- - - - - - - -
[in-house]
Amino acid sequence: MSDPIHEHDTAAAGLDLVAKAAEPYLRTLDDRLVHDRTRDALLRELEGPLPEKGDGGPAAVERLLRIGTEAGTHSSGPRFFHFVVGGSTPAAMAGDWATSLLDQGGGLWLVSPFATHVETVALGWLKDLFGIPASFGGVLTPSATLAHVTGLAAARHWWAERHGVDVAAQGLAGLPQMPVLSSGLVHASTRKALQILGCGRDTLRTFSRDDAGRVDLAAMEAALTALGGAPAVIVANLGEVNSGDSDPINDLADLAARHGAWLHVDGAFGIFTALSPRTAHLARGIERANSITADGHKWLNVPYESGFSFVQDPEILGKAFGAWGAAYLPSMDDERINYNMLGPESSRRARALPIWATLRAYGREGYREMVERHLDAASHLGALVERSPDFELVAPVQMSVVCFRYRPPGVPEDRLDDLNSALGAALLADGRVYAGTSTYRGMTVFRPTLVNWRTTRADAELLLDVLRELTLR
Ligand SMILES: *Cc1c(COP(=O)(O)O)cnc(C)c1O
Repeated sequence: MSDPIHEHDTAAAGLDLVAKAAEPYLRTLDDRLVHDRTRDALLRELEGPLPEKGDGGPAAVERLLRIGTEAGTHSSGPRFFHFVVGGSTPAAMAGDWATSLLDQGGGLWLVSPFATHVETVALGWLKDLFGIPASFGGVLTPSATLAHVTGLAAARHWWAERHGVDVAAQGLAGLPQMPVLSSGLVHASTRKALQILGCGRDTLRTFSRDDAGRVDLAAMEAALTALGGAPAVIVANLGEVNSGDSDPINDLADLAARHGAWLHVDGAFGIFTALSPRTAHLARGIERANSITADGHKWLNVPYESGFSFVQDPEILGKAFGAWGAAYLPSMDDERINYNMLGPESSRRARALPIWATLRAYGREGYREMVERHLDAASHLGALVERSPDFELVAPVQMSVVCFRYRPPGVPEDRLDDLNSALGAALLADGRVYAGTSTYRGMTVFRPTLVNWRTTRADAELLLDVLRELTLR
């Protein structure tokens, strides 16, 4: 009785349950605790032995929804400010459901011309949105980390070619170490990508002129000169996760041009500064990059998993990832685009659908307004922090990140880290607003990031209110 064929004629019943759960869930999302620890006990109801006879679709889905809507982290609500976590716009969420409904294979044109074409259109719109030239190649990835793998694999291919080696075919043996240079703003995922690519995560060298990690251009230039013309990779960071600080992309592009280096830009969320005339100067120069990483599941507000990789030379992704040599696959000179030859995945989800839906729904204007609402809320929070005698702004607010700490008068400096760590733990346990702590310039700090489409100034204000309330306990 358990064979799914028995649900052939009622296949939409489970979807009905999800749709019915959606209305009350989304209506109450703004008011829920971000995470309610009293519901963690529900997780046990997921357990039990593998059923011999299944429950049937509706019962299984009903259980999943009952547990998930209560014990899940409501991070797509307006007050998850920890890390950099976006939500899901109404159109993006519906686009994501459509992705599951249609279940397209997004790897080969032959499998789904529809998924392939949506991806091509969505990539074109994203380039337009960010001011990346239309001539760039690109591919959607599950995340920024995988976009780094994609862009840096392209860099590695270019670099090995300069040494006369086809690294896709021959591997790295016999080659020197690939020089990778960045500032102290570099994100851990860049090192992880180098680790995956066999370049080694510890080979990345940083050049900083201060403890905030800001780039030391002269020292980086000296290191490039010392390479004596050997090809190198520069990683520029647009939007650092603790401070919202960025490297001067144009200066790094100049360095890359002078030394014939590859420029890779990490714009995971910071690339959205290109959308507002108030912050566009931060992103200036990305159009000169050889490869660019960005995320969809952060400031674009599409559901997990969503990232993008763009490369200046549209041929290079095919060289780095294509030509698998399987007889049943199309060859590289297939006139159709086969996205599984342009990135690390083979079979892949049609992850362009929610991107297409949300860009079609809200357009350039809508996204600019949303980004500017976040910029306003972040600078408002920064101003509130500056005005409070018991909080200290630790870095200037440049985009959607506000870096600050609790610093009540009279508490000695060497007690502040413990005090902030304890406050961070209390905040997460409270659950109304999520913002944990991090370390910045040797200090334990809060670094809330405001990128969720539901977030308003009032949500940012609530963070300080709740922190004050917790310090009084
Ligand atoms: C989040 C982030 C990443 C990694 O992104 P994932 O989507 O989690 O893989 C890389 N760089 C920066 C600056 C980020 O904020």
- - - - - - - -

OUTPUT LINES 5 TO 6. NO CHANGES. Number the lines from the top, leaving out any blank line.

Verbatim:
């Protein structure tokens, strides 16, 4: 009785349950605790032995929804400010459901011309949105980390070619170490990508002129000169996760041009500064990059998993990832685009659908307004922090990140880290607003990031209110 064929004629019943759960869930999302620890006990109801006879679709889905809507982290609500976590716009969420409904294979044109074409259109719109030239190649990835793998694999291919080696075919043996240079703003995922690519995560060298990690251009230039013309990779960071600080992309592009280096830009969320005339100067120069990483599941507000990789030379992704040599696959000179030859995945989800839906729904204007609402809320929070005698702004607010700490008068400096760590733990346990702590310039700090489409100034204000309330306990 358990064979799914028995649900052939009622296949939409489970979807009905999800749709019915959606209305009350989304209506109450703004008011829920971000995470309610009293519901963690529900997780046990997921357990039990593998059923011999299944429950049937509706019962299984009903259980999943009952547990998930209560014990899940409501991070797509307006007050998850920890890390950099976006939500899901109404159109993006519906686009994501459509992705599951249609279940397209997004790897080969032959499998789904529809998924392939949506991806091509969505990539074109994203380039337009960010001011990346239309001539760039690109591919959607599950995340920024995988976009780094994609862009840096392209860099590695270019670099090995300069040494006369086809690294896709021959591997790295016999080659020197690939020089990778960045500032102290570099994100851990860049090192992880180098680790995956066999370049080694510890080979990345940083050049900083201060403890905030800001780039030391002269020292980086000296290191490039010392390479004596050997090809190198520069990683520029647009939007650092603790401070919202960025490297001067144009200066790094100049360095890359002078030394014939590859420029890779990490714009995971910071690339959205290109959308507002108030912050566009931060992103200036990305159009000169050889490869660019960005995320969809952060400031674009599409559901997990969503990232993008763009490369200046549209041929290079095919060289780095294509030509698998399987007889049943199309060859590289297939006139159709086969996205599984342009990135690390083979079979892949049609992850362009929610991107297409949300860009079609809200357009350039809508996204600019949303980004500017976040910029306003972040600078408002920064101003509130500056005005409070018991909080200290630790870095200037440049985009959607506000870096600050609790610093009540009279508490000695060497007690502040413990005090902030304890406050961070209390905040997460409270659950109304999520913002944990991090370390910045040797200090334990809060670094809330405001990128969720539901977030308003009032949500940012609530963070300080709740922190004050917790310090009084
Ligand atoms: C989040 C982030 C990443 C990694 O992104 P994932 O989507 O989690 O893989 C890389 N760089 C920066 C600056 C980020 O904020």